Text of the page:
Commit 64c0e5f7 authored by Jan Möbius's avatar Jan Möbius
Browse files

Renderer tutorial

git-svn-id: http://www.openflipper.org/svnrepo/OpenFlipper/branches/Free@18342 383ad7c9-94d9-4d36-a494-682f7c89f535
parent 6d8f9087
......@@ -18,5 +18,6 @@ If you build OpenFlipper, the library will be automatically build and integrated
\li \subpage pickingDocumentation
\li \subpage NonFixedPipelinePage
\li \subpage ShaderGenPage
\li \subpage TutorialRenderer
*/
/** \page TutorialRenderer Tutorial: Implementation of The Toon Renderer Plugin
A renderer plugin class has to implement at least the OpenFlipper RenderInterface class.
If the plugin wants to make use of the ACG shader pipeline which allows the renderer to have complete control over every draw call, the renderer also has to implement the ACG::IRenderer interface.
The IRenderer interface already provides basic convenience functions, such as building and sorting the list of draw-calls to help getting started.
In this tutorial we will focus on the implementation process of the toon renderer plugin, which makes use of the ACG::IRenderer interface and its convenience functions.
\section celShading Cel shading with ShaderModifiers
The toon renderer requires a set of modified shaders, that replace the default lighting with cel shading.
A ShaderModifier is used to replace the lighting code provided by the ACG::ShaderGenerator with custom shader code.
The new lighting functions are defined in the shader include file "celshading.glsl", which is loaded and inserted at run-time.
The file contains cel shading functions for directional, spot and point lights called: LitDirLight_Cel(), LitPointLight_Cel(), LitSpotLight_Cel.
We include this file in the generated vertex and fragment shader with the modifyVertexIO and modifyFragmentIO functions of the ShaderModifier.
Additionally a new uniform is added to the uniform list of each shader, which is related to the cel shading technique.
\code
void modifyVertexIO( ACG::ShaderGenerator* _shader ) {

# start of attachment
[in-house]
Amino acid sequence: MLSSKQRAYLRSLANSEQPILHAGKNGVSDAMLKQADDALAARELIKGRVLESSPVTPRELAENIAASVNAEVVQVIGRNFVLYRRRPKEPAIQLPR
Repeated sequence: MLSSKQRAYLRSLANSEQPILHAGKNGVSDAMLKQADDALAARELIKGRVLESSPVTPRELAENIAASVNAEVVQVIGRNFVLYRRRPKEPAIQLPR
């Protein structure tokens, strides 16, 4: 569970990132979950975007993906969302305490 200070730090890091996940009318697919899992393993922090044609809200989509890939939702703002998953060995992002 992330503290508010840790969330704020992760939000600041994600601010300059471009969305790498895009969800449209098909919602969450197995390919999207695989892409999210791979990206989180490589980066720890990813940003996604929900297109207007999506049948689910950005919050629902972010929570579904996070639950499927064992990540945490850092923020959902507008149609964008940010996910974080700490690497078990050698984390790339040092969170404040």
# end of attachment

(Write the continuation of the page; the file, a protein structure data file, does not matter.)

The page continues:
// include cel lighting functions defined in CELSHADING_INCLUDE_FILE
QString includeCelShading = ACG::ShaderProgGenerator::getShaderDir() + QDir::separator() + QString(CELSHADING_INCLUDE_FILE);
_shader->addIncludeFile(includeCelShading);
// add shader constant that defines the number of different intensity levels used in lighting
_shader->addUniform("float g_celPaletteSize", "//number of palettes/intensity levels for cel shading");
}
void modifyFragmentIO( ACG::ShaderGenerator* _shader ) {
// include cel lighting functions defined in CELSHADING_INCLUDE_FILE
QString includeCelShading = ACG::ShaderProgGenerator::getShaderDir() + QDir::separator() + QString(CELSHADING_INCLUDE_FILE);
_shader->addIncludeFile(includeCelShading);
// Note: We include the cel lighting functions in both shader stages
// because the ShaderGenerator may call modifyLightingCode() for either a vertex or fragment shader.
// It is not yet known in which stage the lighting is performed.
// Additionally write the depth of each fragment to a secondary render-target.
// This depth texture is used in a post-processing outlining step.
_shader->addOutput("float outDepth");
_shader->addUniform("float g_celPaletteSize", "//number of palettes/intensity levels for cel shading");
}
\endcode
Next, we tell the ShaderGenerator that our modifier replaces the default lighting functions by implementing the corresponding function.
\code
// modifier replaces default lighting with cel lighting
bool replaceDefaultLightingCode() {return true;}
\endcode